By David Johnson

Thanks to his innate desire to excel, the genius of a Spokane inventor and the impromptu stage presence of his mother, 14-year-old Lukas Bratcher was able to play in what he called his jazz ensemble’s “best ever” performance.

Spokane’s Northwood Middle School Jazz Ensemble, under the direction of Lee Shook, won the junior high school instrumental competition at the University of Idaho’s 35th annual Lionel Hampton Jazz Festival last month.

And in the process, the group’s baritone player offered a clinic in determination.

“If I was to sit at home and feel sorry for myself,” Bratcher said, “I would have no life.”

Born in Saudi Arabia, where his parents worked before moving to Spokane about two years ago, Bratcher is the victim of a birth defect that left him a quadriplegic.

He plays the baritone by sitting in a wheelchair, cradling the horn in his lap, blowing into the mouthpiece and using his crippled left hand to manipulate a joystick mounted on a tripod next to him. The stick is connected electrically to a mechanical box on the baritone that depresses the instrument’s valves. By maneuvering the joystick through a combinatione of seven positions, Bratcher is able to make music.

But just as he and the rest of the Northwood ensemble were about to play, an electrical connection came loose. Thus, his mother, Kristy Bratcher, ended up on stage holding the wiring together.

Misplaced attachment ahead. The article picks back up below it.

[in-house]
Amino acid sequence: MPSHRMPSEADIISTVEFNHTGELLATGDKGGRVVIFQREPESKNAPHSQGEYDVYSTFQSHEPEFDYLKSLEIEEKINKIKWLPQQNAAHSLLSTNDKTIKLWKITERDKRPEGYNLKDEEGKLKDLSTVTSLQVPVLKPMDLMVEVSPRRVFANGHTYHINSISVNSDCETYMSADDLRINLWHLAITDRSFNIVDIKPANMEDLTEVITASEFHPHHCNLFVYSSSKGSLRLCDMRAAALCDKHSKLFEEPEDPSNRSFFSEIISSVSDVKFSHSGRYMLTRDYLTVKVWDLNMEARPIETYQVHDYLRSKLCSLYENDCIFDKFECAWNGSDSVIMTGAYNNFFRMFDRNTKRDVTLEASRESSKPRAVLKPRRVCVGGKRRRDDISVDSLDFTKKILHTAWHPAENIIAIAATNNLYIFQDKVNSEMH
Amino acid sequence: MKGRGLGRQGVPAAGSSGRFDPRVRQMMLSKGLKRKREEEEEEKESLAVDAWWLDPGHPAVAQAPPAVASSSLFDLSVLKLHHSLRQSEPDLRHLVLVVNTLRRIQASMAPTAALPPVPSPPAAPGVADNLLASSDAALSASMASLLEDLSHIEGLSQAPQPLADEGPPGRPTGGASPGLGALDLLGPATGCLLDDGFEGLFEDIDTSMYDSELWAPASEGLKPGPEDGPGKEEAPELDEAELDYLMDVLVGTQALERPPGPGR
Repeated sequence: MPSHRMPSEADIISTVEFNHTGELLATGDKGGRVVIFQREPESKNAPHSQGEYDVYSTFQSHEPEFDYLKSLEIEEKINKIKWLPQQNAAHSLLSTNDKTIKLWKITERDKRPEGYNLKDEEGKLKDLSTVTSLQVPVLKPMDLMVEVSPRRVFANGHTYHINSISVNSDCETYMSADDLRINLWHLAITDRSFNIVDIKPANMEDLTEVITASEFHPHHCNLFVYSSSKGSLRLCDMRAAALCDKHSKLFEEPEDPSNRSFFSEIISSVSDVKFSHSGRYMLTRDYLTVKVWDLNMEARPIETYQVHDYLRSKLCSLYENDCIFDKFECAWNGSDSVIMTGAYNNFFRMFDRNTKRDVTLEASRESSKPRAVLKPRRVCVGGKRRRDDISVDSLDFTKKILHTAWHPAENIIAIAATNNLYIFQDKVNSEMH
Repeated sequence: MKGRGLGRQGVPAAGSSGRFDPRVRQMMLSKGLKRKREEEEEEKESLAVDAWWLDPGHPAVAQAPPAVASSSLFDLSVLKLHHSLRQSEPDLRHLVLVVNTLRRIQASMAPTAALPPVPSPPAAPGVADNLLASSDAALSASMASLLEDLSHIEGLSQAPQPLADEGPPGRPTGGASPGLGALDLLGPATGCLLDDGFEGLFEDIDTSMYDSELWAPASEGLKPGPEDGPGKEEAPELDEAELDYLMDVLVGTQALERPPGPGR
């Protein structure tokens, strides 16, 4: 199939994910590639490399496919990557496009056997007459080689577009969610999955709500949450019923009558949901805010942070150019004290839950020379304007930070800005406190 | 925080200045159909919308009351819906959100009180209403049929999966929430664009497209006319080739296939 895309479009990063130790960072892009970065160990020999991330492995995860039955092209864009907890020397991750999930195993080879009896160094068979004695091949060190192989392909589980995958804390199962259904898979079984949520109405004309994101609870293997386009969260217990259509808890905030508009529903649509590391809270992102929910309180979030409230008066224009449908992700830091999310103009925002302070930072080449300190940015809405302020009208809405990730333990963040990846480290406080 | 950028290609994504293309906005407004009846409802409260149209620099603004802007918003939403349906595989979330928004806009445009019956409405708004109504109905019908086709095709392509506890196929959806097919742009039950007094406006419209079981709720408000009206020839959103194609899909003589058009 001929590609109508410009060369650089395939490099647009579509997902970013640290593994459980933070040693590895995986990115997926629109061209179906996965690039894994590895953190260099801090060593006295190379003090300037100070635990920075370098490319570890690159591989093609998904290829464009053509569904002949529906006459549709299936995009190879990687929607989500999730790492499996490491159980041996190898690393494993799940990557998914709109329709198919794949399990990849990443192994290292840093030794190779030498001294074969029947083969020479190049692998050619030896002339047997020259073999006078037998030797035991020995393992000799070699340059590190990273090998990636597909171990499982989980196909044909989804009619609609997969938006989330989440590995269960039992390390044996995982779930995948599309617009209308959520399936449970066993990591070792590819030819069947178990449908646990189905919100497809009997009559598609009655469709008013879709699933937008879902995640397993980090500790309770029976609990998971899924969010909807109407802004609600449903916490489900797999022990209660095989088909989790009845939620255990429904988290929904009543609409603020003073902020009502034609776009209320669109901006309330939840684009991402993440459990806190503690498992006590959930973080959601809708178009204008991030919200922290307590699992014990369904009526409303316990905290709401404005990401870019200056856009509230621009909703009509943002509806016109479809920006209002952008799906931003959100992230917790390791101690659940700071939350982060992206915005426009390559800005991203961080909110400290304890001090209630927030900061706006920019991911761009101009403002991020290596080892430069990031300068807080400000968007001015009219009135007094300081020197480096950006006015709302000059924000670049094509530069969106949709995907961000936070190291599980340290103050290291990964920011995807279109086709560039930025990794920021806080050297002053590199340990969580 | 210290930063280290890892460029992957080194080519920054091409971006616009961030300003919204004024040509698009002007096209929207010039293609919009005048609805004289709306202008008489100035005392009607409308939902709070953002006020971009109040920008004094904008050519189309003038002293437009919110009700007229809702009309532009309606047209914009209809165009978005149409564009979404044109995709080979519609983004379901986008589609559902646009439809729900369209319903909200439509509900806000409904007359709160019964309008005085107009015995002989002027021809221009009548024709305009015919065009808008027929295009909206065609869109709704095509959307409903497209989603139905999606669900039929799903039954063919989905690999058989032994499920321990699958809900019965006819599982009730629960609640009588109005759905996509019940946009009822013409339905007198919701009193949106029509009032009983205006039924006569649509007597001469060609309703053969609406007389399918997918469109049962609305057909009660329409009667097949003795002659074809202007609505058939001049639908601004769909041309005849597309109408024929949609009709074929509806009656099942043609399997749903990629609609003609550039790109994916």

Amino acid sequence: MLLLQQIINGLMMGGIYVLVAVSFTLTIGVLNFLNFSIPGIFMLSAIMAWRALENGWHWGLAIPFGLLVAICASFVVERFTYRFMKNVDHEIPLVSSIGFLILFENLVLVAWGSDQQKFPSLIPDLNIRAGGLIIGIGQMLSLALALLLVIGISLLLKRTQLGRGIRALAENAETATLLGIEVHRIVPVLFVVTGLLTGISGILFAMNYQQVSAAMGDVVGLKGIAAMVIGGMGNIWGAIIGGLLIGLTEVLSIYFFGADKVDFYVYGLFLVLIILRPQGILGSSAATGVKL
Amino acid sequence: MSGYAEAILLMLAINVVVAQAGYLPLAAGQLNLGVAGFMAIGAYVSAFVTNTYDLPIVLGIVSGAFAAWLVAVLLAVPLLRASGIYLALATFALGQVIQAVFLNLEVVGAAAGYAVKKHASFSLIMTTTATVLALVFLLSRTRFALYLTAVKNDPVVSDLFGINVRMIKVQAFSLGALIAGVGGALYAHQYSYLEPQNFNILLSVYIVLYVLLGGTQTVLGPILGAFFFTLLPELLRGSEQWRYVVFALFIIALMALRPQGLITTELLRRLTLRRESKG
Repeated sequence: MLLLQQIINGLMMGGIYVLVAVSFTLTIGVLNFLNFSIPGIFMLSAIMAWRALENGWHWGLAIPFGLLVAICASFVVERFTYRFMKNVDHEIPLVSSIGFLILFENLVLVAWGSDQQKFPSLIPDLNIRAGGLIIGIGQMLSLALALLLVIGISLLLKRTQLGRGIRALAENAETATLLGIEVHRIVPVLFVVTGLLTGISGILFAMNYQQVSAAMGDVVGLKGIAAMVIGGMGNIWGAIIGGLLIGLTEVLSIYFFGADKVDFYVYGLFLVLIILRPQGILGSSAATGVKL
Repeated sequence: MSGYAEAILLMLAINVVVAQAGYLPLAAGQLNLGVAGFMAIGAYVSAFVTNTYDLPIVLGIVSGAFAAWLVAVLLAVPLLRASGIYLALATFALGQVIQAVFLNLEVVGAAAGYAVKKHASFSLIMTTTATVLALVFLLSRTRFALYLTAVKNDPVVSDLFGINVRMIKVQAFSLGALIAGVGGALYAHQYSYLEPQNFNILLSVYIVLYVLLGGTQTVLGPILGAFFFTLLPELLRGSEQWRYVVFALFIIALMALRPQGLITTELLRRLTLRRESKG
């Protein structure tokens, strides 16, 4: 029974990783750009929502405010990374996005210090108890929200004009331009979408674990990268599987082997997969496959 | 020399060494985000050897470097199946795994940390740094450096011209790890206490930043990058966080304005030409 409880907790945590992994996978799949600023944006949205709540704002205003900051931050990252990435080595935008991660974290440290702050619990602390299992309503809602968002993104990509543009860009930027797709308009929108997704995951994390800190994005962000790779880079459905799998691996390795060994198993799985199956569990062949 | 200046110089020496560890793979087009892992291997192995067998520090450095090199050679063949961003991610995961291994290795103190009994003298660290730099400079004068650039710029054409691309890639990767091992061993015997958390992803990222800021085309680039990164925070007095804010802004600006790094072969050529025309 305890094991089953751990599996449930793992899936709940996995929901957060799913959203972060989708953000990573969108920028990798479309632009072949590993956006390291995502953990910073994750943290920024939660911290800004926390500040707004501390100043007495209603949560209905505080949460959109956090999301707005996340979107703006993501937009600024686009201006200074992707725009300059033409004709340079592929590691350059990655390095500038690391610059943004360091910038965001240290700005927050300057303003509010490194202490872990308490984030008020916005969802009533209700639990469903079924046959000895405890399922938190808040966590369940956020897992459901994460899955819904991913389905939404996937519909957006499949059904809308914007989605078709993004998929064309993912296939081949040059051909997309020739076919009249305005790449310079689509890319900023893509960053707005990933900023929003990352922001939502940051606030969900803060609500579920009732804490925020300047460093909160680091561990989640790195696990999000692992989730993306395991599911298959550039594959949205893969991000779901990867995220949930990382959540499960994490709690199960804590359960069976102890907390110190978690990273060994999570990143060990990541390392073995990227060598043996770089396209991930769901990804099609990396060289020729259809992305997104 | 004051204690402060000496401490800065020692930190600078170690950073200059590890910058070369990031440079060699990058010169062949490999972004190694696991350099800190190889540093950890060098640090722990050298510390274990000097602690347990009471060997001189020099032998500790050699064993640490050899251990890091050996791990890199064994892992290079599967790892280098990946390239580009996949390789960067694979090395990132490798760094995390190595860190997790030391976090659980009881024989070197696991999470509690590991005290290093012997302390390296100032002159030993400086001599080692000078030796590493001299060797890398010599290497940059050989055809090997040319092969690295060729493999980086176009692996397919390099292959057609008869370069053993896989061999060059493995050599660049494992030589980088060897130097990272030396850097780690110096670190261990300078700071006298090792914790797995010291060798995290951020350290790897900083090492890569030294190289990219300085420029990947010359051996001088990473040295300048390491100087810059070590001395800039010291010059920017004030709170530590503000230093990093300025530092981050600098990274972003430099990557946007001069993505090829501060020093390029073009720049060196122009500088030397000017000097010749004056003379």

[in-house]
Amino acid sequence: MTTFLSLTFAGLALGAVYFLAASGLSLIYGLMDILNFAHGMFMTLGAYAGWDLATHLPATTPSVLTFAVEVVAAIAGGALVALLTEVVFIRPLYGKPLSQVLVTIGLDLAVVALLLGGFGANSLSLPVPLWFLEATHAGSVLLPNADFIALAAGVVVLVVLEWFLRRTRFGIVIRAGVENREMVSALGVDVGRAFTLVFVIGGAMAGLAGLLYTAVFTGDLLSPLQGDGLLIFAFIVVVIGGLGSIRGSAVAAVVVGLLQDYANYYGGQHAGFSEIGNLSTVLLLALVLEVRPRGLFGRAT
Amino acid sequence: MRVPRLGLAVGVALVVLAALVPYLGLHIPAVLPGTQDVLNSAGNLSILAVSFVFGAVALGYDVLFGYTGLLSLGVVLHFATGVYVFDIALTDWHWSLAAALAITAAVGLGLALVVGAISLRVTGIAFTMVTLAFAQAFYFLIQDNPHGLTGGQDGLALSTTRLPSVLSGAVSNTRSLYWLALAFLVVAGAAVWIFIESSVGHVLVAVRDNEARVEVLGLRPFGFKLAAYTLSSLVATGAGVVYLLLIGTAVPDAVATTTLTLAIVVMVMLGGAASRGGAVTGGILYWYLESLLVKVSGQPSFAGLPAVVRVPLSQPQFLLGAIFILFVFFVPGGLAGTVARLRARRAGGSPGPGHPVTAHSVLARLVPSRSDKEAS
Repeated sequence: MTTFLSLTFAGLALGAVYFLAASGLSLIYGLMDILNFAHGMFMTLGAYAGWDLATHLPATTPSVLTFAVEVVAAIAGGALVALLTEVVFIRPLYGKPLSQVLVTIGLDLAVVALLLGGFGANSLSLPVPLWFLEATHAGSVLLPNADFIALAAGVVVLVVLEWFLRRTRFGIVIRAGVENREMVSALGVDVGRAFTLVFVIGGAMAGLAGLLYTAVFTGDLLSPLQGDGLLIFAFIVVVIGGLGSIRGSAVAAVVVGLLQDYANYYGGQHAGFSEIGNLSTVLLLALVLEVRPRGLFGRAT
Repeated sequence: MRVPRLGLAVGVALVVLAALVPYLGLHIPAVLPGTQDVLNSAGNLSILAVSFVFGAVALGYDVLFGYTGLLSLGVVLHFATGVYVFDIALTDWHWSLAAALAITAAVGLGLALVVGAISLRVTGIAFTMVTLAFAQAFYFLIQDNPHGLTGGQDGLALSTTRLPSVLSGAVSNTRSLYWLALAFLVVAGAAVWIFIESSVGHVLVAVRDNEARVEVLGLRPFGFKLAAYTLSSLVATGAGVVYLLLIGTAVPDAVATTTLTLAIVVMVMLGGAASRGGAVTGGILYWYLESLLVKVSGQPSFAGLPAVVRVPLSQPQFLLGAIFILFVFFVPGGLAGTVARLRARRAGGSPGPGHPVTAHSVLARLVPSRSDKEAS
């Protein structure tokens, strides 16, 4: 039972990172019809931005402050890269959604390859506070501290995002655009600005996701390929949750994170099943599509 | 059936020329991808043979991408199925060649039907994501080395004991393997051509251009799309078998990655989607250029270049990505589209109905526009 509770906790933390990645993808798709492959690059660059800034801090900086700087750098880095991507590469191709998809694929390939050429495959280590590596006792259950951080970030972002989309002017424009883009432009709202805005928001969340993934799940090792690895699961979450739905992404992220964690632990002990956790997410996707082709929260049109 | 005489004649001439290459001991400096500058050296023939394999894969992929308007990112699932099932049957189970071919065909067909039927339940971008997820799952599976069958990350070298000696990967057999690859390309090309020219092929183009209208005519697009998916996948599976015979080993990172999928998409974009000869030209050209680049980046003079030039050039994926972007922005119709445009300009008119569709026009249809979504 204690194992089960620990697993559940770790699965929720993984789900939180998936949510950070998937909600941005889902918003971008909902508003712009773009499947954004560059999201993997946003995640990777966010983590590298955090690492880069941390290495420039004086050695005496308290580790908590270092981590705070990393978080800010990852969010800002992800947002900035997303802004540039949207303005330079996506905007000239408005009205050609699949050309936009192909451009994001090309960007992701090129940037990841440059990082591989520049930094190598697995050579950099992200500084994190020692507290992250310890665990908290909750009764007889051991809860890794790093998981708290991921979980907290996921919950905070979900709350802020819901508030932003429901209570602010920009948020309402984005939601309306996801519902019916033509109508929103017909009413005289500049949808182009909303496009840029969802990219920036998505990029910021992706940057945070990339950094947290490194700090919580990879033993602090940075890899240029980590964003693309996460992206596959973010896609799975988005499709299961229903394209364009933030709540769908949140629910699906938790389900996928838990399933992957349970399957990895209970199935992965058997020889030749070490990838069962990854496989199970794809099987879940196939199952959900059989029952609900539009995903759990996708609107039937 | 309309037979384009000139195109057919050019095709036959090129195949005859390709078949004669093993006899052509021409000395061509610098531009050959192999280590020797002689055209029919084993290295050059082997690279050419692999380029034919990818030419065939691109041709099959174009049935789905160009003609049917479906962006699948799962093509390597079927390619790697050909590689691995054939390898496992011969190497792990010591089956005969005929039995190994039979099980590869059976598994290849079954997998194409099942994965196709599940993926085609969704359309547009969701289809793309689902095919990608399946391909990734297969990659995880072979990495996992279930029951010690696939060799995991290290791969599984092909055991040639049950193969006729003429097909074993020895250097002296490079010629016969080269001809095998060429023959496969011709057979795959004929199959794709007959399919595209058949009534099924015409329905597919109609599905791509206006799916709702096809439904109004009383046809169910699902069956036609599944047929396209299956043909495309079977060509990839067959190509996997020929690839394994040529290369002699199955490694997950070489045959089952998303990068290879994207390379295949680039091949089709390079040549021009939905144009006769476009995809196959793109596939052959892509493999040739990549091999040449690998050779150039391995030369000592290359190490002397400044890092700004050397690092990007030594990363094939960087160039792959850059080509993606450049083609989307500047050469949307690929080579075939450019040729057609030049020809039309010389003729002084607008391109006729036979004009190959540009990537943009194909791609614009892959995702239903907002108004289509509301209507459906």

I would have been so mad, it wouldn’t have been funny,” he said of how he might have reacted if a technical glitch had kept him from participating. “We did great. We did well, the best ever.”

While his band celebrated its success, Bratcher tried to deflect the attention he’s been receiving from the media.

But most of the attention stems, not just from his accomplishments but from the fact that someone recently stole his baritone, joystick connection and all. If it hadn’t been for a fundraising effort that garnered $6,000, he wouldn’t have been able to play.

The money bought a new baritone and Robin Amend, a Spokane instrument repairman and inventor, fashioned what Bratcher calls a new and better joystick assembly.

Kristy Bratcher said the old baritone was taken from the end of the family’s driveway, where she had routinely left the instrument each morning as she went to work. Bratcher always came down the driveway 15 minutes later to meet the school bus. But when he arrived one day earlier this year, the horn was gone.

All that seemed to be ancient history as Lukas and his friends celebrated, and his mom spoke of her son’s unrelenting struggle to make the most of his life. He was born with a condition that left him curled up, arms and legs, into almost a fetal position. About seven operations later, he’s able to walk with the aid of braces and a walker, and his arms, wrists and fingers can move to a degree.

When Bratcher first started playing the baritone three years ago, he did his best with just his hands. But now, with the joystick attachment, he not only plays but also wins solo competitions

“Isn’t that awesome that your mom held that wire,” Shook told Bratcher after the competition. The director told all his students that they performed admirably. The judges apparently agreed.

Bratcher’s future, he said, will definitely revolve in part around his music. He’s also a stright-A student and the number one chess player in his school.

“The baritone is the only instrument I can play,” Lukas said. “I’ve worked real hard. What I want to do is get through school and play chess and play my instrument.

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